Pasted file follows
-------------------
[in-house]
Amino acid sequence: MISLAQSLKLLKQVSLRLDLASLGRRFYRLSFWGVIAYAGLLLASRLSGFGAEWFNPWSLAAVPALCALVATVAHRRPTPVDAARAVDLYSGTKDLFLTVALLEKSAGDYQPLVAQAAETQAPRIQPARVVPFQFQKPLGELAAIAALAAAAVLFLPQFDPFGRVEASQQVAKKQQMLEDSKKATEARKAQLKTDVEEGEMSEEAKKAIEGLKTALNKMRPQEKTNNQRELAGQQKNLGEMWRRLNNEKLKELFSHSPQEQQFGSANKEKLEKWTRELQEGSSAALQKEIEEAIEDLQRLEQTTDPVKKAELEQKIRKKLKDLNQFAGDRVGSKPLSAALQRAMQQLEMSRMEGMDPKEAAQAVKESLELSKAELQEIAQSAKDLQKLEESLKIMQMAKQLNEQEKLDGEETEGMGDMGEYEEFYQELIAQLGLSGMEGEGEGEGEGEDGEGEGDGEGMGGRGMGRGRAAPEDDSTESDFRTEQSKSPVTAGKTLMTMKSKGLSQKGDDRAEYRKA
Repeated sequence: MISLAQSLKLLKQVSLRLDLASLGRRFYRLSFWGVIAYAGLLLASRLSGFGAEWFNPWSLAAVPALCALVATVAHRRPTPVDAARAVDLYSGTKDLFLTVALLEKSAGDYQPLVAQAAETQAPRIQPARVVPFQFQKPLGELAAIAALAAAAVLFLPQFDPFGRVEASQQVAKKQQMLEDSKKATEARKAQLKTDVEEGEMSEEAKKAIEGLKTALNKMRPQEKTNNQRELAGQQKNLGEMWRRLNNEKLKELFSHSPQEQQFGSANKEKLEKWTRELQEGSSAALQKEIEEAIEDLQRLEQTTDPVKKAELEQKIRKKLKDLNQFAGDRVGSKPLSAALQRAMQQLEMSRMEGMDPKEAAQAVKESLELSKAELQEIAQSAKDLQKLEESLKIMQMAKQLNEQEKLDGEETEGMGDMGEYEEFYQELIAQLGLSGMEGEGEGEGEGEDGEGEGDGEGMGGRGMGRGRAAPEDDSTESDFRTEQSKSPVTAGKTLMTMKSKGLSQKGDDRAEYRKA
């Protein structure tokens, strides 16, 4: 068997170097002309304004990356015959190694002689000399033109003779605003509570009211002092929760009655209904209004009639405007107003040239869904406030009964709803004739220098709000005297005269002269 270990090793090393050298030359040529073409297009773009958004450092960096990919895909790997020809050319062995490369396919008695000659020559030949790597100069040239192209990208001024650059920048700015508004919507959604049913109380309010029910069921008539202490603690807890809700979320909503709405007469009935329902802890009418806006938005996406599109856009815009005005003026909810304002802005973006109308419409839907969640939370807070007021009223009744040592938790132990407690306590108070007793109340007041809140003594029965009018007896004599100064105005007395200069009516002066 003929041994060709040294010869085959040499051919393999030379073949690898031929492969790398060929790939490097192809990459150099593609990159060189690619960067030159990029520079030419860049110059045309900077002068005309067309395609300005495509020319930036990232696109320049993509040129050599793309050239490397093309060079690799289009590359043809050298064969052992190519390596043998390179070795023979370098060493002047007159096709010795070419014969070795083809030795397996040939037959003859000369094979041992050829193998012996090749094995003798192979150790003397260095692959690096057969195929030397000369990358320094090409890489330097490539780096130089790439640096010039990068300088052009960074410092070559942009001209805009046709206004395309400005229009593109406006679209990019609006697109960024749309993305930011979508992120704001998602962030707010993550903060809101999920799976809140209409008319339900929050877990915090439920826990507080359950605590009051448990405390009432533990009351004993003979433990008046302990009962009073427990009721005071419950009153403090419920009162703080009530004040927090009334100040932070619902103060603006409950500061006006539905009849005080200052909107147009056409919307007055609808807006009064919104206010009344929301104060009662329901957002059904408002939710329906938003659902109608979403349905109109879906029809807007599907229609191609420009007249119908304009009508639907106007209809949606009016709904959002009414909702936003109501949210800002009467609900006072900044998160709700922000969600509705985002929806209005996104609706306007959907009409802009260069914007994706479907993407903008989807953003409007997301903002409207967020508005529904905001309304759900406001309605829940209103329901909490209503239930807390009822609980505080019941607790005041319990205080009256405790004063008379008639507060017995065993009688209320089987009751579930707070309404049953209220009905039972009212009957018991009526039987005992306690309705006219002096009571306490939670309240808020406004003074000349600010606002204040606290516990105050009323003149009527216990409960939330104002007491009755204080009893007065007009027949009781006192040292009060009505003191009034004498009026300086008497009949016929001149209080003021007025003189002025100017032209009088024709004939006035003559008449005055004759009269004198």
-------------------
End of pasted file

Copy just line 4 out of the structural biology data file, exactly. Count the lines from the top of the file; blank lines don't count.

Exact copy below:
């Protein structure tokens, strides 16, 4: 068997170097002309304004990356015959190694002689000399033109003779605003509570009211002092929760009655209904209004009639405007107003040239869904406030009964709803004739220098709000005297005269002269 270990090793090393050298030359040529073409297009773009958004450092960096990919895909790997020809050319062995490369396919008695000659020559030949790597100069040239192209990208001024650059920048700015508004919507959604049913109380309010029910069921008539202490603690807890809700979320909503709405007469009935329902802890009418806006938005996406599109856009815009005005003026909810304002802005973006109308419409839907969640939370807070007021009223009744040592938790132990407690306590108070007793109340007041809140003594029965009018007896004599100064105005007395200069009516002066 003929041994060709040294010869085959040499051919393999030379073949690898031929492969790398060929790939490097192809990459150099593609990159060189690619960067030159990029520079030419860049110059045309900077002068005309067309395609300005495509020319930036990232696109320049993509040129050599793309050239490397093309060079690799289009590359043809050298064969052992190519390596043998390179070795023979370098060493002047007159096709010795070419014969070795083809030795397996040939037959003859000369094979041992050829193998012996090749094995003798192979150790003397260095692959690096057969195929030397000369990358320094090409890489330097490539780096130089790439640096010039990068300088052009960074410092070559942009001209805009046709206004395309400005229009593109406006679209990019609006697109960024749309993305930011979508992120704001998602962030707010993550903060809101999920799976809140209409008319339900929050877990915090439920826990507080359950605590009051448990405390009432533990009351004993003979433990008046302990009962009073427990009721005071419950009153403090419920009162703080009530004040927090009334100040932070619902103060603006409950500061006006539905009849005080200052909107147009056409919307007055609808807006009064919104206010009344929301104060009662329901957002059904408002939710329906938003659902109608979403349905109109879906029809807007599907229609191609420009007249119908304009009508639907106007209809949606009016709904959002009414909702936003109501949210800002009467609900006072900044998160709700922000969600509705985002929806209005996104609706306007959907009409802009260069914007994706479907993407903008989807953003409007997301903002409207967020508005529904905001309304759900406001309605829940209103329901909490209503239930807390009822609980505080019941607790005041319990205080009256405790004063008379008639507060017995065993009688209320089987009751579930707070309404049953209220009905039972009212009957018991009526039987005992306690309705006219002096009571306490939670309240808020406004003074000349600010606002204040606290516990105050009323003149009527216990409960939330104002007491009755204080009893007065007009027949009781006192040292009060009505003191009034004498009026300086008497009949016929001149209080003021007025003189002025100017032209009088024709004939006035003559008449005055004759009269004198």